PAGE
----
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The arrival in Bordeaux. Photo: Peter Charaf

The arrival in Bordeaux. Photo: Peter Charaf


The Inertia

After spending four days on the docks of Bordeaux, South West of France, the Odyssey Race for Water research team left nearly two weeks ago for a world tour. An expedition for the survival of the oceans aboard the MOD70 trimaran.

Farewell to families and the city of Bordeaux made, the seven members of trimaran crew pointed towards the Azores and set off on the first leg of their 300 day adventure to conduct scientific research on the amount of plastic waste in the oceans. Their goal, according to Franck David, Executive Director of the Race for Water is “to visit the beaches of the islands located within five gyres of waste in order to make an initial assessment of the overall amount of ocean pollution by plastic–and to show the consequences.”

The path of their 300 day trip around the world.

The path of their 300 day trip around the world.

Their trip is focussed on the five major gyres in the world. A gyre is a massive vortex created by wind and ocean currents. Plastic waste in the ocean gets trapped in the center of these gyres, and accumulates in massive quantities–so much, in fact, that the term “sixth continent” has been applied. “Eighty percent of ocean pollution is due to plastic,” says Franck David. “This is a disaster for the fish. Millions of fish die every year because of plastic.”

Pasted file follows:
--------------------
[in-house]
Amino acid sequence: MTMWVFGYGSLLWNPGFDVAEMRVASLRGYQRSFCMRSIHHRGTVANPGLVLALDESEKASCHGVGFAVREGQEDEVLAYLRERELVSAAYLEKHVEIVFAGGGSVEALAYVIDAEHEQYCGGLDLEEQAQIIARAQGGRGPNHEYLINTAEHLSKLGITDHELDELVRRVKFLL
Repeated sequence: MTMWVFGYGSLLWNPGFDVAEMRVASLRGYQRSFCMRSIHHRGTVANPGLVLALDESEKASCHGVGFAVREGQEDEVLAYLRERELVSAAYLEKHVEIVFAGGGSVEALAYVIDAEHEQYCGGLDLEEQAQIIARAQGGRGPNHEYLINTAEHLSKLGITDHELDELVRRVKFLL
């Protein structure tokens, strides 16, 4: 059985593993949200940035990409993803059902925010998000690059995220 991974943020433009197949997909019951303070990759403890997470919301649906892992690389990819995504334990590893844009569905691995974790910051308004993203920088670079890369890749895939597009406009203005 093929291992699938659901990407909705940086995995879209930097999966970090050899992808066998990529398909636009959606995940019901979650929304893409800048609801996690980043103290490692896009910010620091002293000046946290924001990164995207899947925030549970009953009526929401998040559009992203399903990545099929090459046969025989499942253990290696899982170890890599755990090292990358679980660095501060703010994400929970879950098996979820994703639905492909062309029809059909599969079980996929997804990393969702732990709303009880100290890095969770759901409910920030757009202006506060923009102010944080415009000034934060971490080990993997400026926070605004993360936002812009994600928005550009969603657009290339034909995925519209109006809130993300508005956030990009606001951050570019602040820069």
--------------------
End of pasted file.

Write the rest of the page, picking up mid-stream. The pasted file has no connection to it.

Because it can float just a few inches below the surface, plastic pollution can be almost invisible to the naked eye, and is not seen easily by aerial photos. It’s difficult to map the size of these huge accumulations of plastic accurately. Steve Ravussin, the skipper of the boat, will fly a drone to more effectively map the areas where the waste is.

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As surfers, we must also lead by example. Plastic pollution affects us in so many ways. The plastic fragments into microparticles and plastic releases toxic chemicals that can be easily ingested by marine species and ultimately, by us. The impact of pollution generates adverse effects on wildlife and ocean flora, and the the disappearance of coral reefs.

Kelly Slater, a true ambassador with 11 world championship titles, witnessed this terrible situation in 2012 during a surf trip to Bali in Indonesia. He shared his disgust on Twitter: “I’ve never been so alarmed by pollution situation as this trip to Bali/Indo. We need solutions and multi-industry backing,” he wrote. “If Bali doesn’t #DoSomething serious about this pollution it’ll be impossible to surf here in a few years. Worst I’ve ever seen.”

Since then, not much has changed. The Race for Water will be (hopefully) provide some answers by creating an inventory using drones. “We will have the results by June 2016 with the aim to have solutions,” says David. “The findings are already known. What we want are the right solutions and economically viable.”

Follow the Race for Water on the website and on Facebook

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